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Roger Simon says be happy you’re not Binyamin Netanyahu.
Who would want to be Benjamin Netanyahu? As the prime minister of Israel he has a dreadful calculus to make: Is Barack Obama sufficiently serious about preventing Iran from obtaining nuclear weapons? …
… He is staring at an American election that must give him fits. Were Barack Obama – the man who said those “flattering” things about him to ex-French President Sarkozy – to be reelected in November, the Israeli PM’s hands might be tied in a myriad of ways with a myriad of threats.
His window to act is now. One can only wish him luck.
David Harsanyi says create wealth, not jobs.
… the context of President Obama’s remark is simple: He believes that public-sector jobs are a vital measure of economic growth. This is the prevalent view from the left these days. “Everybody knows that government creates jobs,” lied Sen. Sherrod Brown recently. Liberal Washington Post columnist E.J. Dionne quipped that when conservatives say “government doesn’t create jobs,” “the riposte should be quick and emphatic: ‘Yes it has, and yes, it does!‘” (And really, how can anyone argue with that kind of ironclad logic?)
It’s ironic that the same people pushing unsustainable job growth find the process of wealth creation so unsightly. Not long ago, Obama and others on the left were busy attacking private equity, claiming that some people are good at “maximizing profits” but that that’s not always “good for businesses or communities or workers.” (Actually, it almost always is.)
But pumping money into public-sector unions is always good for businesses, communities and workers? Obama is peddling a “jobs” bill right now that features one pinch of protectionism, one pinch of feel-good veteran help and a few hundred cups’ worth of wealth-sucking, union-growing debt inducement. Can anyone name a single policy proposal by his administration that even pretends to clear the way for private-sector wealth creation?
In context, the entire focus of the president is warped — not simply because he underestimated the health of the private sector but because he believes that any other sector matters when talking about the economy. It doesn’t.
Michael Barone says the president makes a mistake listening to rich liberals. Pickerhead says, “Keep it up. Barry, suits us fine.”
Who does Barack Obama listen to?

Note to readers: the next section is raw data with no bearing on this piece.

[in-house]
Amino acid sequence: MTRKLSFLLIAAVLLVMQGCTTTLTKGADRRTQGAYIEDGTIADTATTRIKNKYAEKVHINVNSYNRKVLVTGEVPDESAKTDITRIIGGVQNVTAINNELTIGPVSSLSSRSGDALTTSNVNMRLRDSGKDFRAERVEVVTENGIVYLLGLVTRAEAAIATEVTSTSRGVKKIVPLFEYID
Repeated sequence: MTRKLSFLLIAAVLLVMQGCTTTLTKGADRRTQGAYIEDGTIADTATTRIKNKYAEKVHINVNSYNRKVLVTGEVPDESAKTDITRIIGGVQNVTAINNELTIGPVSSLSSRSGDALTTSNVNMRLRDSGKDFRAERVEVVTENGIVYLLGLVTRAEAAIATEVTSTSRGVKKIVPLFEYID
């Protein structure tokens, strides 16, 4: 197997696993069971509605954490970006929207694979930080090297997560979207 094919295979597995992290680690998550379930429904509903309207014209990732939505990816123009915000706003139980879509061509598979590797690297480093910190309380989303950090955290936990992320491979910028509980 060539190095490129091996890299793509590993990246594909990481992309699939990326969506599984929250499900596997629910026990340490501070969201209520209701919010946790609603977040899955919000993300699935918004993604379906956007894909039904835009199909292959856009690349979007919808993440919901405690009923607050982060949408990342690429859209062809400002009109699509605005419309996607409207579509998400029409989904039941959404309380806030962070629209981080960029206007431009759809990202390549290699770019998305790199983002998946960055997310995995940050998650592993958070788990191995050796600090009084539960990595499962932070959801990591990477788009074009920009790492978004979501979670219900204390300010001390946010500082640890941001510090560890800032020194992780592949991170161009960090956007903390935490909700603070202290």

Not Republican politicians. Evidently weeks go by between his conversations with House Speaker John Boehner, who determines what legislation comes to the House floor.
Not Democratic politicians. We have it on good authority that he seldom talks to Democratic members of Congress. Lyndon Johnson used to be on the phone constantly, cajoling and inveigling but also on the alert for shifts in opinion.
Speaker Tip O’Neill walked around the Capitol, asking member after member, “What do you hear?” In contrast, Obama, a former adviser told Vanity Fair‘s Todd Purdum, “is a total introvert. He doesn’t need people.”
But there is one group of people Obama has to listen to: the people who give him large sums of money. He recently attended his 150th fundraiser. That’s more than the number attended by the last four presidents put together.
Obama has seen enough Architectural Digest-type interiors in Park Avenue triplexes and Beverly Hills mansions, and on the block in San Francisco’s Pacific Heights, where every house is owned by a billionaire, to develop an expertise in Louis XV walnut commodes and Brunschwig & Fils fabrics.
He’s also had plenty of chances to absorb the advice of the kind of rich liberals who like to give money to Democratic presidents. And the evidence that he has taken some of that advice is his initiatives on three controversial issues, each of which involves serious political risk. …
Matthew Continetti reviews Road to Freedom by Arthur Brooks.
Will Smith was about to be surprised.
It was mid-May, and the actor was appearing on French television to promote his latest blockbuster. The host wanted to hear the Fresh Prince’s thoughts not only on Men in Black III but also on American tax rates. “I have no issue with paying taxes and whatever needs to be done for my country to grow,” Smith said. “So I will pay anything that I need to pay to keep my country growing.”
Even the 75 percent top rate proposed by the newly elected French president François Hollande, the host asked? Smith’s movie-star grin contorted in disgust: “Seventy-five?” he said. “Yeah, that’s different.” He looked from side to side, perhaps wondering if President Obama was lurking off-camera to punish him for such apostasy. “That’s different. Yeah, 75. Well, you know, God bless America.”